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I have just created a code snippet in Octave/Matlab that aims to create a plot which shows the accuracy of an initial probability vector $\vec{\pi}$ derived from the transition probability matrix $\textbf{P}$ of a Markov chain using its powers ($\textbf{P}^n$).

n = 1:10000;
tProbs = [0.1 0.5; 0.9 0.5];
iProbs = sum(tProbs^10000,2);

for i=1:n(end)
  y(i) = (tProbs^n(i)*[1;1]-iProbs)(1);
end

Is there a way, using vectorisation on the line mentioned, to remove the main loop and hopefully improve running times? I have not been able to raise a matrix to the power of a vector $\vec{n}$ .

P.D
This does not solve my problem. I am looking for a vectorisation technique. Just in case there is any confusion.

I also hope that this was the right Stack Exchange in which to post this question. If it is completely out of place, I would appreciate it if a Mod. could migrate this question somewhere more appropriate.

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Before even discussing any vectorization, there are gross inefficiencies in the code you provided. Just by employing basic techniques, I got 21-fold speedup:

n = 1000000;
y = zeros(1,n);

tProbs = [0.1 0.5; 0.9 0.5];
iProbs = sum(tProbs^100000,2);
iProbsSqr = iProbs.^2;
V0 = [1;1];

for i=1:n
  V0 = tProbs*V0;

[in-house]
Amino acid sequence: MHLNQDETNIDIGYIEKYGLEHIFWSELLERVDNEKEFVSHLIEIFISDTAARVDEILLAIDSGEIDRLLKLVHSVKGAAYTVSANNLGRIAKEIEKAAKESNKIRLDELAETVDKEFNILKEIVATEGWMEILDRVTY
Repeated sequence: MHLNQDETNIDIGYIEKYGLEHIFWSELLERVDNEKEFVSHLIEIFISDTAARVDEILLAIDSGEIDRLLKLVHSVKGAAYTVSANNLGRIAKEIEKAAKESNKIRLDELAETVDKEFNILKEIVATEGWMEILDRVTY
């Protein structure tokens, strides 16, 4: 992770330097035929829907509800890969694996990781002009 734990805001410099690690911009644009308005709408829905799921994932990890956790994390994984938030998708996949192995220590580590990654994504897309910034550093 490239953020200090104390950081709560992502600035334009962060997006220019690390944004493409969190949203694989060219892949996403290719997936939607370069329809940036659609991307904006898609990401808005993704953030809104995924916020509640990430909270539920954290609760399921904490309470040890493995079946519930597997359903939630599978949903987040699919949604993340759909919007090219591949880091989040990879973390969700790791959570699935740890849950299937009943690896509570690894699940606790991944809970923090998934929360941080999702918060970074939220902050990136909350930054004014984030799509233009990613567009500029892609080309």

y(i) = sqrt(dot(V0.^2,iProbsSqr));
end

If the previous version takes 35 seconds on your machine, this should take about 1.5. Further improvement is not possible without increasing the memory usage significantly. Also, it would look very ugly and cryptic (see How to Write Unmaintainable Code by Roedy Green - here is a link: https://www.se.rit.edu/~tabeec/RIT_441/Resources_files/How%20To%20Write%20Unmaintainable%20Code.pdf ). If you still want to do vectorization, let me know; I think using repmat one could precompute all the matrix powers in a vectorized fashion, and then do a tensor reduction. This may work, potentially.

Edit: There is a minor modification which improves the efficiency in Octave (does not affect MATLAB). Octave has huge overhead with function calls and just calling dot rather than using '* costs a lot. sum and sqrt seem to be fine.

n = 1000000;
y = zeros(1,n);

tProbs = [0.1 0.5; 0.9 0.5];
iProbs = sum(tProbs^100000,2);
iProbsSqr = iProbs.^2;
V0 = [1;1];

for i=1:n
  V0 = tProbs*V0;
  y(i) = sqrt((V0.^2)'*iProbsSqr);
end

Vectorization of this code is very difficult. It requires computing all the matrix powers up to n and that is not possible to do efficiently with built-in functions (well, the whole idea is just redundant computation but seeing past through that). If you can precompute all the necessary matrix powers, this becomes an exercise in matrix-vector and vector-vector multiplications.

You can try to precompile the for loop using oct-files (see https://octave.org/doc/v6.2.0/Getting-Started-with-Oct_002dFiles.html )

Edit 2: Unmaintainable piece of code delivered.

n = 1:1000000;
tProbs = [0.1 0.5; 0.9 0.5];
iProbs = sum(tProbs^100000,2);

[V,D] = eig(tProbs);
d = diag(D);
dp = d.^n;

aux1 = inv(V)*[1;1];
aux1 = dp.*aux1;
aux1 = V*aux1;
aux1 = aux1.^2;
aux1 = aux1'*(iProbs.^2);